Engineering professor awarded over $300k NSF grant for advanced water treatment

Reza Foudazi, a chemical and materials engineering assistant professor at New Mexico State University, has received a three-year, nearly $315,000 grant from the National Science Foundation for his project, “Stimuli-responsive membranes from mesophase templating.” (NMSU photo by Vladimir Avina)

With limited water resources posing a challenge for citizens around the globe, Reza Foudazi, a chemical and materials engineering assistant professor at New Mexico State University, is working on a project involving new methods for advanced water treatment. He has received a three-year, nearly $315,000 grant from the National Science Foundation for his project, “Stimuli-responsive membranes from mesophase templating.”

Through the development of new membrane technologies, Foudazi’s project will evaluate how to provide access to low-cost, energy-efficient and environmentally sustainable methods for water treatment processes. 

“In drought areas we don’t have lots of energy resources, so need to address both water and energy issues at the same time,” he said. 

Many types of membranes are routinely used in water treatment including microfiltration, ultrafiltration, nanofiltration and reverse osmosis. 

“The overall goal of this project is to develop ultrafiltration membranes through cost-effective green chemistry, while simultaneously increasing their permeability, to reduce the cost and energy of water treatment,” Foudazi said. 

“The key feature in this project is to have the membrane stimuli responsive. We design the membranes in a way that their pore size can be changed by the temperature or the pH of the water.”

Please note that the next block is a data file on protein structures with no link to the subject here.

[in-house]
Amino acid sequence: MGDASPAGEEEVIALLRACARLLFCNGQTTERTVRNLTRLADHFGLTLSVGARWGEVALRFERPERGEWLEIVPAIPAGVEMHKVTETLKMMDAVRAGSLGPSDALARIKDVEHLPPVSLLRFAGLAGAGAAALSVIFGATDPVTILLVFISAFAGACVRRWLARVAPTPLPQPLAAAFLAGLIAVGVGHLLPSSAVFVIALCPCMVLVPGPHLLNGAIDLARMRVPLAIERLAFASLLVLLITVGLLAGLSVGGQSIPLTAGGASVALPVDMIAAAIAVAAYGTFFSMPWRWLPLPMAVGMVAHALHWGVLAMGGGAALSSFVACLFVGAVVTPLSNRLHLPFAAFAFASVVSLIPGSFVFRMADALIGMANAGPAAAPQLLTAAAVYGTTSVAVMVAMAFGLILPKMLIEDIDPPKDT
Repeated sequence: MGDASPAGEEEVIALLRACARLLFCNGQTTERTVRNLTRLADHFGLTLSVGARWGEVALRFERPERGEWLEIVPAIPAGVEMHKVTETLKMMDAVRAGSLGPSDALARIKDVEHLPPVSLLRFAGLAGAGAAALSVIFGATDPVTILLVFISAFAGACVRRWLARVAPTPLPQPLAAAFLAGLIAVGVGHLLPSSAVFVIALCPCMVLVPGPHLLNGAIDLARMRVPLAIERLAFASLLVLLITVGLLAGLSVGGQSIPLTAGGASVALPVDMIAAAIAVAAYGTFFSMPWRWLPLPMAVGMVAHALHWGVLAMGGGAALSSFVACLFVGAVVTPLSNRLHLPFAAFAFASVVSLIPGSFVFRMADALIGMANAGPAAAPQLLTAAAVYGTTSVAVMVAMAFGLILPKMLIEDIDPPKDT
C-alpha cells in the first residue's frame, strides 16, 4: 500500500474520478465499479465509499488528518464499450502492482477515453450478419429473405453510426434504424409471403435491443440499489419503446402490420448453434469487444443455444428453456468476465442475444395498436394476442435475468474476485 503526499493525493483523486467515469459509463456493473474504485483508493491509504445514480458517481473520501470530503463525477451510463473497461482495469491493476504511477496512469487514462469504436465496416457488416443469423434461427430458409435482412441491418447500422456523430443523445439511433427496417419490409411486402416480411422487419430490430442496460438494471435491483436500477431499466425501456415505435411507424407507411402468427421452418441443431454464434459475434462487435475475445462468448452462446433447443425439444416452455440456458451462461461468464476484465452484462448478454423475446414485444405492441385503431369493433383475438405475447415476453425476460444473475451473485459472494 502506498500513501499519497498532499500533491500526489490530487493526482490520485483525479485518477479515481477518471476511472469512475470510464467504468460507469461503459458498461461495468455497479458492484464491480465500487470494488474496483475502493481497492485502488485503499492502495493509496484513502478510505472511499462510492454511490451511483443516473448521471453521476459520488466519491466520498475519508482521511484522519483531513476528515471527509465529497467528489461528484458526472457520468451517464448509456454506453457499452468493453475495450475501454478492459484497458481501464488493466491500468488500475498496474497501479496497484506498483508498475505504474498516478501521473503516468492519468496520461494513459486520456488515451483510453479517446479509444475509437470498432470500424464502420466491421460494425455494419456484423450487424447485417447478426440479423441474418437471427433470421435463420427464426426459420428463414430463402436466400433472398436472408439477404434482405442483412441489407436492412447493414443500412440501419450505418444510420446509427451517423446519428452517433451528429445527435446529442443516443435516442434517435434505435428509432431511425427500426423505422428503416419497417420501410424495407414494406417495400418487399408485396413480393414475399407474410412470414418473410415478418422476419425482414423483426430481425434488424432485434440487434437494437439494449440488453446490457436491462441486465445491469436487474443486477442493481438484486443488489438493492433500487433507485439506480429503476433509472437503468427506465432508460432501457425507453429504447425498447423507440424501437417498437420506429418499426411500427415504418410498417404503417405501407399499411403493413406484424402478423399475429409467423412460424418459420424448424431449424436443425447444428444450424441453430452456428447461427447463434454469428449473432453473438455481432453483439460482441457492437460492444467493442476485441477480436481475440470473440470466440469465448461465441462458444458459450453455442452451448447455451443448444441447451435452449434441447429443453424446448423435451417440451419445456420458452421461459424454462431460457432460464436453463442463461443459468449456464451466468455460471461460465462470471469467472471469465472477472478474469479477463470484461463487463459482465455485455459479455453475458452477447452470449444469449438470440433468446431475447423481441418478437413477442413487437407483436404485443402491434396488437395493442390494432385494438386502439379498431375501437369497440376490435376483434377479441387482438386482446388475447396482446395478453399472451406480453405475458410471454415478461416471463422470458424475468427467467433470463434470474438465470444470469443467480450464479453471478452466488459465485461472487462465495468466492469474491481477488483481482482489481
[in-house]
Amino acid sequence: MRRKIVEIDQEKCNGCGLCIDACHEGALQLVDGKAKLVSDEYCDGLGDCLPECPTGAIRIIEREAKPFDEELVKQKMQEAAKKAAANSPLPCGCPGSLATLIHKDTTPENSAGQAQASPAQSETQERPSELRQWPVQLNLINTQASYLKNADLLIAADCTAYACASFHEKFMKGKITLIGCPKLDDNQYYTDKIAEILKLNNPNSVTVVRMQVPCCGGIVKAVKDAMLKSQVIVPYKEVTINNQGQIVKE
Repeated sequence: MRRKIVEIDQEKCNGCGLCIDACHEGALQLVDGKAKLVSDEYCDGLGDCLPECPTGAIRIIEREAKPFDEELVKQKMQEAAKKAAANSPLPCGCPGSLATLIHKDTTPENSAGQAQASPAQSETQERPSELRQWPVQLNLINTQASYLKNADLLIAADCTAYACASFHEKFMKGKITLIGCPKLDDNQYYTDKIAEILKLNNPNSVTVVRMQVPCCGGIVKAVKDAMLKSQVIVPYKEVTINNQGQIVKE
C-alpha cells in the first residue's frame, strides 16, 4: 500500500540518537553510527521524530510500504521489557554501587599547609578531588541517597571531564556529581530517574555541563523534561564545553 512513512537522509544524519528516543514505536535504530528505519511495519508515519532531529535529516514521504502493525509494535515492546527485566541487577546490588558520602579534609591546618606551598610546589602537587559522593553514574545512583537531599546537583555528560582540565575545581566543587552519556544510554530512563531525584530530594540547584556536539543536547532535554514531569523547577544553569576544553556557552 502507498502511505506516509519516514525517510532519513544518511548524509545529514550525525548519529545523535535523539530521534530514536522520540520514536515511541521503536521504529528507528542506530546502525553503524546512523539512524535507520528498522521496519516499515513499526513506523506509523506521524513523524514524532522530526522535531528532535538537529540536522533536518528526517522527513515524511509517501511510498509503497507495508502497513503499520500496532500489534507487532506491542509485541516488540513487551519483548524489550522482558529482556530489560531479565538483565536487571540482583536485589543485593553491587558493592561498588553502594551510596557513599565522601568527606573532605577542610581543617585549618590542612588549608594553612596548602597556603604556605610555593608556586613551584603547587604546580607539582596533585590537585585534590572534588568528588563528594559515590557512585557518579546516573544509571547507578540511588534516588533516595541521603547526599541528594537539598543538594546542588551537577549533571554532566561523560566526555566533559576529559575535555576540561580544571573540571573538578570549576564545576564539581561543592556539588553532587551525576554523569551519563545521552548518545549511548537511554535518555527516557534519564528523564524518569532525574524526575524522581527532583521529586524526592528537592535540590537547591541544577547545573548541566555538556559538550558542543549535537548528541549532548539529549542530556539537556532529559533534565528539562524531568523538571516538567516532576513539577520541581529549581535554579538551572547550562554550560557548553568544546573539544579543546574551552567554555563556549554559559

A possible obstacle for Foudazi and his two graduate students is controlling the pore size of the membranes. Their work will include designing the optimal pore sizes that will lead to control rejection and high permeability. 

Dr. Foudazi holds a petri dish with membrane samples showing signs of fouling and scaling. During the desalination process, the membrane absorbs salts and other impurities in water.

“One of the limitations is how far we can go in different chemistries within the polymers to make membranes with all sorts of possible functionalities and properties,” he said. “Current membrane technology is limited to certain polymer chemistries. In our templating method, we are trying to pass that limit and make different types of polymers that can be used as membranes.” 

In addition to confronting water scarcity issues, Foudazi said he believes this project can be achieved with green chemistry. Currently, manufacturers use 80 percent organic solvents to make membranes and the organic solvents then have to be recycled. In the templating method, which Foudazi uses, organic solvents are not needed to make membranes. He also said the green chemistry is possible in a cost-effective method. 

For more information on chemical and materials engineering at NMSU visit https://chme.nmsu.edu

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